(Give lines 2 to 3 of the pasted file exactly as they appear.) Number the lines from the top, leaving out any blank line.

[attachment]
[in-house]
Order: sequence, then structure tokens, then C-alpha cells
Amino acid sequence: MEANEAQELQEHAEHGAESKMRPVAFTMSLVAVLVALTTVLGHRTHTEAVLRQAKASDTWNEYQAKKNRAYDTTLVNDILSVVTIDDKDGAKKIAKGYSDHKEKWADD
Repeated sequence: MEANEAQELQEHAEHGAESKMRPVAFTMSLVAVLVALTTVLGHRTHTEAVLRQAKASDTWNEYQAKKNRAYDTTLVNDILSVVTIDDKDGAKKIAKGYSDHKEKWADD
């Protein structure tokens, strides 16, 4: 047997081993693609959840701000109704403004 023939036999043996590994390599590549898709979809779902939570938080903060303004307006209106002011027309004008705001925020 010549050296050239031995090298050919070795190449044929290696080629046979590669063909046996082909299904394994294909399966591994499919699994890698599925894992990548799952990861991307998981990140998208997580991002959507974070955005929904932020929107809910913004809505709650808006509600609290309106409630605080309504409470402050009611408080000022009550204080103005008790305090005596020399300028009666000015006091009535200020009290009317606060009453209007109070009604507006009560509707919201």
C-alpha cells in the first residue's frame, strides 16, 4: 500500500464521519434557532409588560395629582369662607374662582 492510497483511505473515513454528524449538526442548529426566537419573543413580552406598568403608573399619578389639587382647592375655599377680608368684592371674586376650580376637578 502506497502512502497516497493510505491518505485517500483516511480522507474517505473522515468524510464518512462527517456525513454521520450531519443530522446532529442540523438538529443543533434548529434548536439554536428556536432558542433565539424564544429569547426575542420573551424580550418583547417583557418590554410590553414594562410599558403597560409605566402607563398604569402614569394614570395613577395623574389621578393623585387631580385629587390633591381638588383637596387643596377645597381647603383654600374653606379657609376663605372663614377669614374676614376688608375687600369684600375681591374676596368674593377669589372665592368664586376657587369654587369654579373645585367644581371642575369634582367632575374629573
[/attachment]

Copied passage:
Order: sequence, then structure tokens, then C-alpha cells
Amino acid sequence: MEANEAQELQEHAEHGAESKMRPVAFTMSLVAVLVALTTVLGHRTHTEAVLRQAKASDTWNEYQAKKNRAYDTTLVNDILSVVTIDDKDGAKKIAKGYSDHKEKWADD